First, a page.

Take Action: It is important that all Senators hear from their constituents. Please join our online campaign to urge Senators to support S. 1014 so that the Congress will prioritize reform of personal care products. Joining our campaign is quick and easy. Click to access the campaign, and a pre-written letter will be provided for you. You will only need to either provide your email and member ID, OR enter your address information so that the system will send your message to the correct recipients.
Endocrine Society Weighs in on TSCA Implementation
As reported previously in Endocrine Insider, the Endocrine Society has been engaged in reform of the Toxic Substances Control Act and is closely following implementation of the Frank R. Lautenberg Chemical Safety for the 21st Century Act. On August 22, the Endocrine Society submitted comments to the EPA with recommendations to address deficiencies in the existing regulatory approach.
Our recommendations included the following:
EPA should develop a consistent approach and criteria that is applied in the same way to all studies in the risk assessment and chemical prioritization processes. This includes peer-reviewed academic literature.
The term “Weight of Evidence” (WOE) should explicitly refer to a systematic review method that uses a pre-established protocol to comprehensively, objectively, transparently, and consistently, identify and evaluate each stream of evidence, including strengths, limitations, and relevance of each study and to integrate evidence as necessary and appropriate based on strengths, limitations, and relevance.
WOE approaches should also ensure that the EPA consider academic studies fully along with any other category of evidence.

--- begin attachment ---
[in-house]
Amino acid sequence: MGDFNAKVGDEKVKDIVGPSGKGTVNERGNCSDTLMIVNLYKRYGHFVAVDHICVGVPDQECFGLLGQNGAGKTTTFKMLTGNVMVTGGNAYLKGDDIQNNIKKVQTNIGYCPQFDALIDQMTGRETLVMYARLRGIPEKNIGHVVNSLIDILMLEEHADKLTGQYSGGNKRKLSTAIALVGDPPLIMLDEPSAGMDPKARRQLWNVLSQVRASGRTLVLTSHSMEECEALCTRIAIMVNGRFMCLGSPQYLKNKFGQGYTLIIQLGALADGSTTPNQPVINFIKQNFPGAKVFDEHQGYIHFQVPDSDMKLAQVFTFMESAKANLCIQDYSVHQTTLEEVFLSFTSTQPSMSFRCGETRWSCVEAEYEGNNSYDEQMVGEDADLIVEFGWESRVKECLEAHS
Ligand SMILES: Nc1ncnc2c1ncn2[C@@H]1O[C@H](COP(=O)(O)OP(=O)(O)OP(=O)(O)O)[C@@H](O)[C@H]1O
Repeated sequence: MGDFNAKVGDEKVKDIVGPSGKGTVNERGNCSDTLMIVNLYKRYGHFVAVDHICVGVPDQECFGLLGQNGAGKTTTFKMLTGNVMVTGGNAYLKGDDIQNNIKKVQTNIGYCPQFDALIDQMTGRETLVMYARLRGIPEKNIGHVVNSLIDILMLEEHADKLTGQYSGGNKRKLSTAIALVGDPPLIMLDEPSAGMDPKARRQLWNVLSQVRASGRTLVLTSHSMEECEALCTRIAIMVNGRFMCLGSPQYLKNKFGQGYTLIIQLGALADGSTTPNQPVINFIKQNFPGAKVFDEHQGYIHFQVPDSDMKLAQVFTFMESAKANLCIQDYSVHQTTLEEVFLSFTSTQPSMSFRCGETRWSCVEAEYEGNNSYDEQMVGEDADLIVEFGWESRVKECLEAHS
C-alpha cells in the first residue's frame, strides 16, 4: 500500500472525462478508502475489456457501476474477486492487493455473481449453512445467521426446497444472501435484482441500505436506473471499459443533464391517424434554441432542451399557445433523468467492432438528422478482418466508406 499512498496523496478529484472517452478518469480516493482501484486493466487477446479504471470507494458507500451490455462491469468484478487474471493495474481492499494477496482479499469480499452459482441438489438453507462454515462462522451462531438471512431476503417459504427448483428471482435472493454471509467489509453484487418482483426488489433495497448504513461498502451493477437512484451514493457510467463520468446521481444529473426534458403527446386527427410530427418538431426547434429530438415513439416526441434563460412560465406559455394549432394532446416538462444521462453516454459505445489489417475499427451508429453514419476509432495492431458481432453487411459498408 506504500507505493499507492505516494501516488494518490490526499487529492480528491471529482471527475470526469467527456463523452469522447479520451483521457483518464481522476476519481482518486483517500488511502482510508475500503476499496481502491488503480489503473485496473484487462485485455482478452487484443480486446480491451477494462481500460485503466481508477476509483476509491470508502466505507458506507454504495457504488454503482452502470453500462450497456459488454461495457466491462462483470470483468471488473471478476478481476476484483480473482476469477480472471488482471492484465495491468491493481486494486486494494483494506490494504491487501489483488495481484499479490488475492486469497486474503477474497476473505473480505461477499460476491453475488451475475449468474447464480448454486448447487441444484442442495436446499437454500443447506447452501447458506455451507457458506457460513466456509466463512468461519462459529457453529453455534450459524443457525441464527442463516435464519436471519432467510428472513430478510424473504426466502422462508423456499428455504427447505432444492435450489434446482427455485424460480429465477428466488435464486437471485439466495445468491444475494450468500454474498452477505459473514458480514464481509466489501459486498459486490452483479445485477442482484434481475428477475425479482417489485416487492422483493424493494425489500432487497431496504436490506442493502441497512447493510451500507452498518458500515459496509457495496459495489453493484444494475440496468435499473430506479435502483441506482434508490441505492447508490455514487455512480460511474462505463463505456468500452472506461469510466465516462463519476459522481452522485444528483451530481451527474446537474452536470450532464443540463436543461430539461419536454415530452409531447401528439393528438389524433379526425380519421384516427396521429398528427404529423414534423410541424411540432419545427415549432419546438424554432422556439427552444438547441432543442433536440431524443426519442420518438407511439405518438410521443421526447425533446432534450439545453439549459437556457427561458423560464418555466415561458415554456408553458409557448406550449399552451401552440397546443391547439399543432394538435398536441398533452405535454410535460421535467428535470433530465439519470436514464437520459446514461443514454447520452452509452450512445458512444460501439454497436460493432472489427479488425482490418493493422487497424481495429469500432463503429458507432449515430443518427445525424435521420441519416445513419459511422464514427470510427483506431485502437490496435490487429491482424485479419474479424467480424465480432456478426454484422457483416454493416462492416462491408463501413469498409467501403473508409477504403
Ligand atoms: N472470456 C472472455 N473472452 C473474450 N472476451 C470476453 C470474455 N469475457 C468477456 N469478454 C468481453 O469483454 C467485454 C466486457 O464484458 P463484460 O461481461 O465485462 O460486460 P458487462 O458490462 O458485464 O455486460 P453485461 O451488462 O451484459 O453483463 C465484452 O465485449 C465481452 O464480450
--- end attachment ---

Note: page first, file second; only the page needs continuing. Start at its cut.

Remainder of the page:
The default approach for evaluating risks from chemicals should be that there are risks at low doses and that a dose at which there is no effect must be proven.
Implementing these recommendations will ensure that EPA is able to consider the latest scientific studies when making regulatory decisions to protect the public from harms due to EDC exposures. For more information on the Society’s comments, please see the full letter here. The Endocrine Society will continue to engage with EPA as it continues the development of guidance documents towards the full implementation of the new law.
The Food and Drug Administration (FDA) conducted its first public workshop on the potential to consider other criteria beyond A1c when reviewing drug applications. The workshop was attended by over 900 people at the FDA campus or through a webcast, and included speakers from the FDA, patient community, and pharmaceutical companies. Among these stakeholders, there appears to be widespread support for consideration of time-in-range, hypoglycemic events, and quality-of-life factors. By including these criteria in clinical trials, pharmaceutical companies will have greater latitude to include relevant information beyond A1c reduction on product labeling, thereby allowing providers and patients the opportunity to individualize their treatment based on factors most important to the patient. The workshop concluded with a commitment to bring these stakeholders together again determine how these outcomes can be included in FDA decision-making.
We are supportive of efforts to include all of these criteria in future trials and regulatory review and have been working with JDRF across the past two years on their initiative to gain consensus in the community on outcomes beyond A1c. We look forward to working with the FDA as they move forward with their efforts.
Francis Collins announced Diana W. Bianchi, M.D., as the new director of the Eunice Kennedy Shriver National Institute of Child Health and Human Development (NICHD). Her first day on the job is expected to be Oct. 31, 2016. Dr. Collins said of the appointment:
"Diana's accomplishments as a prenatal geneticist, along with her leadership, clinical and research experience in both pediatrics and obstetrics, make her ideally suited to lead NICHD. We are excited to have her join our team and lead this important area of research.
FDA looks for sex differences when reviewing products and works to address sex differences and women’s health through our research, guidance for industry, scientific meetings, trainings, and other activities. Check out the latest OWH blog that counters common myths about FDA’s women’s health efforts.